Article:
What else about your book might pique the reader’s interest?
So far, poets like Ted Kooser, Susan Kinsolving, Kim Stafford, and Dan Gerber have contributed NEW poems for the anthology. It's very exciting. I've been using the phrase "humbling bliss" a lot. 
Look for the book--complete with a study section for use in classrooms/writing groups--this November! 
A few of my favorite writers who will (or have been asked to) answer these questions next week:
Carrie Oeding, Kent Shaw, Robert V. Hansmann, James Dickson, Sarah Green
Becca J.R. Lachman teaches and tutors writing at Ohio University. Her 1st poetry collection The Apple Speaks (Cascadia House, 2012) is dedicated "to humanitarian workers around the globe, but more for the families who love them."

Thursday, February 14, 2013

A Blank (Heart)Slate

My good friends who know how I feel about the interconnectedness of big identity issues in America today (feminism, activism, materialism, etc.) tend to cock an eyebrow at my unshakable respect for Valentine's Day. But once I tell them my story--how one of my grandmothers doesn't give gifts for Christmas but sends out letters and gifties to her grandkids for Feb 14 instead, and how female mentors have literally saved my life, one belly laugh and snail-mail letter and girls' night out at a time--they start to get it.

This time of year, I often hear, "Why do we need a day to remind us to love?" or some form of that question in the air. And here's my answer: "How can we not need a day to remind us to love in today's world?" Now, my V-Day isn't filled with chocolates or flowers (though I ADORE the local chocolate and florists in my town, along with the amazing women behind them). My Valentine's Day is fueled by mindful connection.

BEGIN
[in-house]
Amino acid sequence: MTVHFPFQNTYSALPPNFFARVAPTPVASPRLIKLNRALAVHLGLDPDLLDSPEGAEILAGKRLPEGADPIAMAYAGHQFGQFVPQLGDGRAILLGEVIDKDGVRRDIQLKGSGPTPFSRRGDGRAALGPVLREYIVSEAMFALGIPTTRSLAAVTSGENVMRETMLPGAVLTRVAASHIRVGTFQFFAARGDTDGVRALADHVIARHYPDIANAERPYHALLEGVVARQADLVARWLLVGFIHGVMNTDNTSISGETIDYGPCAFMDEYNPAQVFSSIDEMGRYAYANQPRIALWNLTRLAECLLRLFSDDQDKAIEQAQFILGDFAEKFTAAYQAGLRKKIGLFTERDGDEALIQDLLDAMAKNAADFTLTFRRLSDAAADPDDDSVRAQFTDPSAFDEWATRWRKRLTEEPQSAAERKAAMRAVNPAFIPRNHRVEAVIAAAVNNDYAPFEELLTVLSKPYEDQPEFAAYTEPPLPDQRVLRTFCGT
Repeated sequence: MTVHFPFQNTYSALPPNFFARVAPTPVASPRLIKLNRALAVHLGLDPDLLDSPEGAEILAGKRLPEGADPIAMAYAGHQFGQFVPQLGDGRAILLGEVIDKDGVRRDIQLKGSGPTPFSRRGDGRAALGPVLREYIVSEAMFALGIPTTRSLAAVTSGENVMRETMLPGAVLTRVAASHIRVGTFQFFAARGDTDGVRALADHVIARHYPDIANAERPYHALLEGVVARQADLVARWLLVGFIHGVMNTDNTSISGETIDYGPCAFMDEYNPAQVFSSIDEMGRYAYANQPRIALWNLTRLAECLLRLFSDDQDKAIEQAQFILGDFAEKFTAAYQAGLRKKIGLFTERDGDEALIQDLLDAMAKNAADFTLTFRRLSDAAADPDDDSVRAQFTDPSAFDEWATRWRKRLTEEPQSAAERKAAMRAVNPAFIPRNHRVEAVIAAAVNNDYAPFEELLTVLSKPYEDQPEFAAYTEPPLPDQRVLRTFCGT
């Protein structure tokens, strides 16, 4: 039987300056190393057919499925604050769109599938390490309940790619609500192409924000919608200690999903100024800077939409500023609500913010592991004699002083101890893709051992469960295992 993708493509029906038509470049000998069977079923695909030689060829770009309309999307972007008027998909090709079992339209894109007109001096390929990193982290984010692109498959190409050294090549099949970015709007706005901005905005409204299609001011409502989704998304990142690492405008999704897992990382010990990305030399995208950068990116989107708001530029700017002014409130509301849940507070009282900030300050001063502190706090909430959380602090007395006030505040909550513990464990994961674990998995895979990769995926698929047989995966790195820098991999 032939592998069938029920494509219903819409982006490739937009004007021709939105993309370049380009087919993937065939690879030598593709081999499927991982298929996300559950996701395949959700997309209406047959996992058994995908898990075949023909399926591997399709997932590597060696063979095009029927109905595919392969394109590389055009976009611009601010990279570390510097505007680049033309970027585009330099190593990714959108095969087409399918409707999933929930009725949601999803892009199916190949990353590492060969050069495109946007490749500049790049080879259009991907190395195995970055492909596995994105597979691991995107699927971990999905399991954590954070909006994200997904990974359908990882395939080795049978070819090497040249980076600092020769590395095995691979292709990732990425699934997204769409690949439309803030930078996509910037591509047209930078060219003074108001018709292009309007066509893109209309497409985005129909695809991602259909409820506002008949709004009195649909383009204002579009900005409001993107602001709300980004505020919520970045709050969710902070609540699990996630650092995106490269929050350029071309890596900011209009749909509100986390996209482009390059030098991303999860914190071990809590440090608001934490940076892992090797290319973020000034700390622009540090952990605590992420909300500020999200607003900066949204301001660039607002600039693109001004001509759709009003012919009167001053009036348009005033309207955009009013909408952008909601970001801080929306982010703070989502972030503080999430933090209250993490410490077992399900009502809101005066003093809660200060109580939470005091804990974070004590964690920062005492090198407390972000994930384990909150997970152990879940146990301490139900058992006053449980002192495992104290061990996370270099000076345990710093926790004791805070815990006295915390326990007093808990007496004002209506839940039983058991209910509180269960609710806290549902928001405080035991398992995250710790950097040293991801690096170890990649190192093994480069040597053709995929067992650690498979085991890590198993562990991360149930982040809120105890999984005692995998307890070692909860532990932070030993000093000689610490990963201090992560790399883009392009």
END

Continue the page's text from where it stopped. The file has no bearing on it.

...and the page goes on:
I generally send out about 30-40 handwritten Valentines/year, and mostly to either the most important women in my life, or the friends I don't often get to see in person. It's a time to be intentional about actually reaching out to people who have made me stronger/wiser/grateful in the last year. We live in a society that now tells us that if we want to "know" someone, to feel connected with their lives, we only need a texting plan, or just need to show them we care by "liking their posts" (I sometimes wonder what American pioneers would say to this odd phrase/action!) But friends (Self, are you listening too?): I'm writing to say this is not enough! There's more than this.

When I send off a Valentine or call someone up on Feb 14, I'm thanking the Universe that this woman is here--here now--in my life and the life of others. And to be completely honest, it's also one week of the year when I can celebrate the fact that I am still here, too, that I am a woman with many privileges and blessings, and that I have the opportunity to reach out to my best self--with the help of friends, and with the help of self-compassion. I can, as a local nonprofit signs its emails, "make love a verb," starting with learning to love my present self.

I deliberately plan activities in my week that make me--yes, make me--acknowledge my strength and beauty as an individual. Yoga, writing, and morning devotions (usually a prayer or poem or song) makes me slow down and nod to who I've been in the past--and who I want to become before the day blasts into any to-do list.

So if I was handing out candy hearts today, at age 32, they might offer, "Forgive yourself," "Let it go," "Renew," "See the beauty in the next stranger you meet," and "You're here now."

I remember putting candy hearts on the desks of boys I liked in 2nd grade, when I was literally about a head taller than all of them. It was before recess ended, and I recall the fiery rush of adrenaline and hope as I carefully chose which hearts went on what desks--before the bell!

And friends, I've been repeating this action ever since, decades later. I'm still that girl asking to be noticed for her worth, and I'm still the person wanting to exclaim to those around her, "I see you. You're lovely. You're OK." It just took me about 25 years to figure out that the person I needed to love in public--more than any man, or partner, or friend--was myself. And what a challenging Valentine invitation that's become every year..."Self, I accept you. Self, how will you define beauty today?"

May you eat something sweet today, whether it's chocolate or a true compliment someone gives you. May you smile at the college boys selling roses. And may you take a deep breath and walk out into the world with greater self-compassion. Our hearts are blank slates. Let's be mindful of what we've written there.